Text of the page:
7. In support of their, objection that the ap placation filed on 5-5-1960 was barred by limitation, the petitioners' contention is that the right to possession accrued in favour of Digambar on 20-8-1957. This ap placation under Section 36 (2) has been filed by Digambar more than two years after the right to possession accrued i.e., more than two years from 20-8-1957, and, therefore, should be treated as barred by limitation, it will be useful to deal with this contention first.
8. On behalf of the contesting respondents, reliance has been placed before the Tribunal as well as in this Court on the provisions, firstly, of Sections 3 and 4 of the Bombay Vidarbha Region Agricultural Tenants (Protection from Eviction and Amendment of Tenancy Laws) Ordinance, 1957 (No. IV of 1957), and also on the provisions of Sections 3, 4 and 5 of the Bombay Vidarbha Region Agricultural Tenants (Protection from Eviction and Amendment of Tenancy Laws) Act, 1957 (No. IX of 1958). The provisions of the Act and the Ordinance being identical, reference will be made to the provisions of the Bombay Act No. IX of 1958. The contention of the learned counsel for the petitioners is that in order to claim the benefit of this Act or the Ordinance, it was necessary for his client either to have tendered the lease money due to the landlord in respect of the land for the agriculturalyear ending 81-3-1958 and to show a willingness to hold land thereafter on the same terms and conditions, or for the landlord to make an ap placation for possession and in such proceedings it was for the tenants, i,e., the petitioners to deposit within such time as may have been prescribed by the Court, the rent or lease money due to the landlord for the agricultural year ending 31-5-1958. Thus, according to the petitioners, unless the conditions in Section 3 by voluntary tender of lease money for the years 1957-58 or by depositing the same amount if the landlord were to make an ap placation for possession, were satisfied, the landlord could not get the benefit of either of these two provisions of law.
9. I do not think this contention is well founded. Besides Sections 3 and 4 of the Bombay Act 9 of 1958, there is another blanket provision in Section 5 (1) of the same Act to the following effect:--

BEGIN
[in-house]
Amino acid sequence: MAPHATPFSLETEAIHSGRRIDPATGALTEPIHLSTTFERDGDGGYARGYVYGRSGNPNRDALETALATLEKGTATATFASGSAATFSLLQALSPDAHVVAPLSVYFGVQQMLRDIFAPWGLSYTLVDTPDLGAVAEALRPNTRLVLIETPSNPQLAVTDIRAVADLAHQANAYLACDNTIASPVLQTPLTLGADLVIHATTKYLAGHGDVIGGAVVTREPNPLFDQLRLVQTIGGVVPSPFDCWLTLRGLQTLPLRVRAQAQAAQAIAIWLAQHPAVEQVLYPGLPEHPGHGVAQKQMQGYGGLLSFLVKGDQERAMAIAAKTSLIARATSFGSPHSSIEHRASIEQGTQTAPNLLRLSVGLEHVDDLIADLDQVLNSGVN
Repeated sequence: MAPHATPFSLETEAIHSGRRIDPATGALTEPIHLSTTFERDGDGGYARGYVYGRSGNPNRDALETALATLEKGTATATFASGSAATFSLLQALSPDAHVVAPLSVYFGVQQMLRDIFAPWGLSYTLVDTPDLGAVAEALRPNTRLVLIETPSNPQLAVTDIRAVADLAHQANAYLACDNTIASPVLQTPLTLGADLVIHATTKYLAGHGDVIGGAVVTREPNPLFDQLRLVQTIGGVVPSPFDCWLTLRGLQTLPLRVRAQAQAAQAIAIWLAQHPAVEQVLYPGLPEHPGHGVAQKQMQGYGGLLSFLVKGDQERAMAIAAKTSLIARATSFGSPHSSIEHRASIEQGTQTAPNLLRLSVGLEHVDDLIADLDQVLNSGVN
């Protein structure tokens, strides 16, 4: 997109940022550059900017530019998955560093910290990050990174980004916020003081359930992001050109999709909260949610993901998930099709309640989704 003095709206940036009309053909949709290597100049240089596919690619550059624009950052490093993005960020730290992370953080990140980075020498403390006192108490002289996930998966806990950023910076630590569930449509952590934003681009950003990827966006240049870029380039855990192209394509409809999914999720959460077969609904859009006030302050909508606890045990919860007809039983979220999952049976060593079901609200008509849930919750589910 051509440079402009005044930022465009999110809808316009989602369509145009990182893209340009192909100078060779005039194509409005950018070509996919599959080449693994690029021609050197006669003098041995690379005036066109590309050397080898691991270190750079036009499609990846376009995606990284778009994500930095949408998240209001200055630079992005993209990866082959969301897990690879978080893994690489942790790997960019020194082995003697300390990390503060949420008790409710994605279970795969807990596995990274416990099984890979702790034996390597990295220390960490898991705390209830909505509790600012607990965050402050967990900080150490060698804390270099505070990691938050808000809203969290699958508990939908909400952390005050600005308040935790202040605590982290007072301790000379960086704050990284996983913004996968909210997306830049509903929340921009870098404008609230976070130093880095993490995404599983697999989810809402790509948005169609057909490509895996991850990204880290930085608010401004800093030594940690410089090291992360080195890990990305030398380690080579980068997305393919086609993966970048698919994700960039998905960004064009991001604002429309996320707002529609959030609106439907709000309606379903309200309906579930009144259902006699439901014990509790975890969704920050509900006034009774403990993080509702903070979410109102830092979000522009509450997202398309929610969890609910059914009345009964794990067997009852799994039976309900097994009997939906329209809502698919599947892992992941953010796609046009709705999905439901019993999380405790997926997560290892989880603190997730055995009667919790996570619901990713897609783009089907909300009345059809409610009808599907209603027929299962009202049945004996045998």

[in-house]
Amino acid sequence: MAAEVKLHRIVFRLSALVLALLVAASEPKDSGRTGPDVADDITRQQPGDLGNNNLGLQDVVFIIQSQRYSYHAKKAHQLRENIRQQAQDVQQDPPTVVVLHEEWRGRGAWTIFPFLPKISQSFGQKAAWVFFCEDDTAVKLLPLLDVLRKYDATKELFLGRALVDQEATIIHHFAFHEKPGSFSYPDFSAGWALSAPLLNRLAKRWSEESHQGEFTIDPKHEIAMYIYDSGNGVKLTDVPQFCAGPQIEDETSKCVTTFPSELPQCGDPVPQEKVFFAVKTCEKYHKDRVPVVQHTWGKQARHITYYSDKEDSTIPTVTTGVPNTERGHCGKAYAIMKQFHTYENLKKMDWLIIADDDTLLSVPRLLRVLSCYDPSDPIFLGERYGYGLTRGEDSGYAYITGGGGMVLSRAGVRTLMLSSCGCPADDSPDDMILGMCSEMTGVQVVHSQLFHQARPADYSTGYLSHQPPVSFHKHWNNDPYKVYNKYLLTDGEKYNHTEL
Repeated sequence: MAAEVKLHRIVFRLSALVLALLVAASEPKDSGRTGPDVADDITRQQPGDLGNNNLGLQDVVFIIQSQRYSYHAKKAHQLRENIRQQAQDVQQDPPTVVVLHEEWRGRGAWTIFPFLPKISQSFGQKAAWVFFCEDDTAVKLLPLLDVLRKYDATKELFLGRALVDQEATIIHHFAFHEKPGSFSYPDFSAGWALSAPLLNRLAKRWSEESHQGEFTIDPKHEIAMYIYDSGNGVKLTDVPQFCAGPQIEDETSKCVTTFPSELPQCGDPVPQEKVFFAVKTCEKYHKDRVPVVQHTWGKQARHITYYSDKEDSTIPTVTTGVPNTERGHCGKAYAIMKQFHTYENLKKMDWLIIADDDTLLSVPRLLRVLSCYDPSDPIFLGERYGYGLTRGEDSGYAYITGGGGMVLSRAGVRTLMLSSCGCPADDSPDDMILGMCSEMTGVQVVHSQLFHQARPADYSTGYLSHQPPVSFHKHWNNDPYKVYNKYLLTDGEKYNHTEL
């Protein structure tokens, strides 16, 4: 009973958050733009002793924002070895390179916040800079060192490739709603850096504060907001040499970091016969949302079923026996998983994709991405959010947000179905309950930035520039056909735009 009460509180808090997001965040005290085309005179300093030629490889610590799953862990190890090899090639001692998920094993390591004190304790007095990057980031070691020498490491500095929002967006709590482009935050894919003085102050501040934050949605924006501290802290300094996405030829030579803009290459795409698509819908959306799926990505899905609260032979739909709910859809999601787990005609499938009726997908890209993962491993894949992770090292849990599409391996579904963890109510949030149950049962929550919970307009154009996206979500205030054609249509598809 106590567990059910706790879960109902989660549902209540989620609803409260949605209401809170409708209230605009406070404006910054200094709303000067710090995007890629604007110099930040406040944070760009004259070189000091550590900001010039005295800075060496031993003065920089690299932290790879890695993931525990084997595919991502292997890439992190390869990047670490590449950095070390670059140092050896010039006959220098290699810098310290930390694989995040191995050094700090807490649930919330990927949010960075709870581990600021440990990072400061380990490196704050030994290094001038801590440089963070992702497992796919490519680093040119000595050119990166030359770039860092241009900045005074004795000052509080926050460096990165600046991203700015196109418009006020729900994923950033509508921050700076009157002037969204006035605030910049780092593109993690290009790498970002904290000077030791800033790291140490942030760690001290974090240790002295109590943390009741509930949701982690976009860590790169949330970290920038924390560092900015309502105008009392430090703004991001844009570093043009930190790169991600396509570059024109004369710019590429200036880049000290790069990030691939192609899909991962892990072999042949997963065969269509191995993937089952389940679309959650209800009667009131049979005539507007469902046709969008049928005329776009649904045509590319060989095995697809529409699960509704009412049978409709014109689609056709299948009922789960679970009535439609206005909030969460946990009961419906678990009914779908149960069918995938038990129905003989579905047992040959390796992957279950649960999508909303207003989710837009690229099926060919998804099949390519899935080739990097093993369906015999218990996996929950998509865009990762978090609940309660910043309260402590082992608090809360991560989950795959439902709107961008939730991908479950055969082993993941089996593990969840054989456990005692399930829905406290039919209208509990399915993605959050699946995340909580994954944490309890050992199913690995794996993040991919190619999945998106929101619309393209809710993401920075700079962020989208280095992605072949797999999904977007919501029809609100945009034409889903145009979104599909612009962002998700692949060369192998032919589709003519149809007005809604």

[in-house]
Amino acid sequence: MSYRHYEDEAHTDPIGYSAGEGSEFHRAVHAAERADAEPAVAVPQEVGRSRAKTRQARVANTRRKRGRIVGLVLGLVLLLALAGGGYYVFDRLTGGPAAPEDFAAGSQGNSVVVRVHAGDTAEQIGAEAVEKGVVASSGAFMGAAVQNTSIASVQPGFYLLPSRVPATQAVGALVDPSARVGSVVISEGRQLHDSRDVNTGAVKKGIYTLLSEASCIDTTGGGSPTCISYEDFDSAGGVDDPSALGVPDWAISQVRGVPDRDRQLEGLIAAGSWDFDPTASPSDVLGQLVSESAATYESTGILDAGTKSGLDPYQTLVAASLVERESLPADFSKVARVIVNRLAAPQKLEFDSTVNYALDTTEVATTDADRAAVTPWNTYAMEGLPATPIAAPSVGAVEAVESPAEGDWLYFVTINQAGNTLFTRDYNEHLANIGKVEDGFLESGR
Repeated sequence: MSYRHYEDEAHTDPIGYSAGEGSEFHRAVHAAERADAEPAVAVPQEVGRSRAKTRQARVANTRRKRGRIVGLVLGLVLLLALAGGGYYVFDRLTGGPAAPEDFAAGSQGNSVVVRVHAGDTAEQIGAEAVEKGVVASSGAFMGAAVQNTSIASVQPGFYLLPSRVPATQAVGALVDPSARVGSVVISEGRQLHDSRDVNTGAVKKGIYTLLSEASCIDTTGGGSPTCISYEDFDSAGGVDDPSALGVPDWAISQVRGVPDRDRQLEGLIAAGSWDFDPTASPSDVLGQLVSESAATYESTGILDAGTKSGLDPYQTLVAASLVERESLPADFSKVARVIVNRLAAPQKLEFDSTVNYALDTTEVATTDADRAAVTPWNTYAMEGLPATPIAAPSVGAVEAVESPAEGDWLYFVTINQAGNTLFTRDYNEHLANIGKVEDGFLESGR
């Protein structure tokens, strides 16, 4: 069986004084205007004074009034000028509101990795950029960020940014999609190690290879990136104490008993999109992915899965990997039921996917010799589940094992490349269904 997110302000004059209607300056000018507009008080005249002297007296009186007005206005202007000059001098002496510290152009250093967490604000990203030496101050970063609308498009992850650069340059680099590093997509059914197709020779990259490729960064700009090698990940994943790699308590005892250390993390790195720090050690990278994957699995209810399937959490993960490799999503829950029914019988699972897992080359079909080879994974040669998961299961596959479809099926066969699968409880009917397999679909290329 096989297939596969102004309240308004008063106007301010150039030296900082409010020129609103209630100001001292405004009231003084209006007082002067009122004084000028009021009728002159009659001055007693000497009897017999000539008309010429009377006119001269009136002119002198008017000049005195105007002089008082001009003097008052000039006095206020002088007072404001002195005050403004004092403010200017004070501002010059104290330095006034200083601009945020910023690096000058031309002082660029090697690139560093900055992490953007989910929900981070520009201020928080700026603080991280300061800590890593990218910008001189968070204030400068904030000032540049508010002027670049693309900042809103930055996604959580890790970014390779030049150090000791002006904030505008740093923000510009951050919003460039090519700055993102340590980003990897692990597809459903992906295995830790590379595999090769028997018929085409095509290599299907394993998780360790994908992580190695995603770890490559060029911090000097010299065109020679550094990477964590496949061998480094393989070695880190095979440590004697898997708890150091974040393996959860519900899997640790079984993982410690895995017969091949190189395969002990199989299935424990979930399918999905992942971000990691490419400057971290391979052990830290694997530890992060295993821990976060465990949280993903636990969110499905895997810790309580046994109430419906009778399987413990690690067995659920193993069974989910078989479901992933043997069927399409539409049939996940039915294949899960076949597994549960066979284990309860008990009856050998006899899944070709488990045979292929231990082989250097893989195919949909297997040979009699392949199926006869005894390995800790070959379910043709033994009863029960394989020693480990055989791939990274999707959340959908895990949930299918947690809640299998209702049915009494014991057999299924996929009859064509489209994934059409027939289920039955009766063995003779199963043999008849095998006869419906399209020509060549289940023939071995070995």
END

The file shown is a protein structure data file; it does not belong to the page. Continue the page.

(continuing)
'Any right, privilege, obligation or liability acquired, accrued or incurred under any enactment, judgment, decree or order of any Court or Tribunal or authority or by any contract between the parties immediately before the commencement of this Act, or which may be acquired, may accrue or be incurred during the period for which this Act remains in force, but the enforcement of which has been stayed by the provisions of this Act, shall immediately on such provisions ceasing to have force, revive and be enforceable as if such provisions had not come into force.' The intention of the Legislature in making provision like Section 5 (1) of the Act is obvious. Section 3 gives a right to a careful tenant to protect himself By making a tender of the amount of lease money due, so that for a period of two years from the date of the commencement of this Act, such tenant is saved from any botheration of eviction or termination of tenancy. Section 4 prima facie applies to pending proceedings or proceedings which may be instituted, and if any such proceedings by way of execution or for eviction or for termination of tenancy are pending or instituted after the coming into force of the Act, provision is made for stay of such proceedings on terms. But apart from such cases, the Legislature enjoined that any right, privilege, or liability acquired, accrued or incurred under any order or decree of the Court revives and becomes enforceable after the provisions cease to have effect. Tofive full effect to this provision, it must be held that even in those cases where neither the landlord nor the tenant or ex-tenant has taken any steps, the Legislature intended that no such proceedings should be taken by the landlord for eviction of a tenant or for termination of tenancy of a tenant, and in case of such a landlord, he was assured that the right will become enforceable as soon as the provision ceases to have force. The plain meaning of this provision is that the rights which had accrued were, as itwere, kept in a state of suspended anima-tion. They were not to be enforced during the period this Act was in force and became enforceable as soon as the Act ceased to be in force. Therefore, in case of rights of the landlord who had acquired such rights like the respondent to obtain possession of the property--and in this case nothing else had to be done except to make anap placation for possession--the right couldbe enforced in terms of the provisions of Section 5 (1) of the Act itself as soon as the Act ceases to be in force. The Act ceased to be in force on 31st December 1958, and if an ap placation is made within two years of that date I do not see how the ap placation could still be resisted on the ground of limitation.